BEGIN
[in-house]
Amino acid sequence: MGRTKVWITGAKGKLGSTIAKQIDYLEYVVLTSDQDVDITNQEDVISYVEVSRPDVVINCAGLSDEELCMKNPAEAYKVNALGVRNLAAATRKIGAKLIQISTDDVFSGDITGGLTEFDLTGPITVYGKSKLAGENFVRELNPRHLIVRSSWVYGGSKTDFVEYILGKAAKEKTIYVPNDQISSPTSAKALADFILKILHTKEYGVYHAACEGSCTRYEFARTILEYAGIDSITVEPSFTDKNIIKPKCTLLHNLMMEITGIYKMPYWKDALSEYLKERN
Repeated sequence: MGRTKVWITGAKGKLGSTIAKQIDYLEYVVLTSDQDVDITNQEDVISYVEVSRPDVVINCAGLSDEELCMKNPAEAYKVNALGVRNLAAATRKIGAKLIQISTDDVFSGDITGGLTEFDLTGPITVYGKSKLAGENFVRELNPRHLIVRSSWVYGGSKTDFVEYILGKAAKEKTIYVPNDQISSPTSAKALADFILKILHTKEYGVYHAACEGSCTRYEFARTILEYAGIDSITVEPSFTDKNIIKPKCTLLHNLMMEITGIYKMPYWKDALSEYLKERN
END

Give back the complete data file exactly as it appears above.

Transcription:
[in-house]
Amino acid sequence: MGRTKVWITGAKGKLGSTIAKQIDYLEYVVLTSDQDVDITNQEDVISYVEVSRPDVVINCAGLSDEELCMKNPAEAYKVNALGVRNLAAATRKIGAKLIQISTDDVFSGDITGGLTEFDLTGPITVYGKSKLAGENFVRELNPRHLIVRSSWVYGGSKTDFVEYILGKAAKEKTIYVPNDQISSPTSAKALADFILKILHTKEYGVYHAACEGSCTRYEFARTILEYAGIDSITVEPSFTDKNIIKPKCTLLHNLMMEITGIYKMPYWKDALSEYLKERN
Repeated sequence: MGRTKVWITGAKGKLGSTIAKQIDYLEYVVLTSDQDVDITNQEDVISYVEVSRPDVVINCAGLSDEELCMKNPAEAYKVNALGVRNLAAATRKIGAKLIQISTDDVFSGDITGGLTEFDLTGPITVYGKSKLAGENFVRELNPRHLIVRSSWVYGGSKTDFVEYILGKAAKEKTIYVPNDQISSPTSAKALADFILKILHTKEYGVYHAACEGSCTRYEFARTILEYAGIDSITVEPSFTDKNIIKPKCTLLHNLMMEITGIYKMPYWKDALSEYLKERN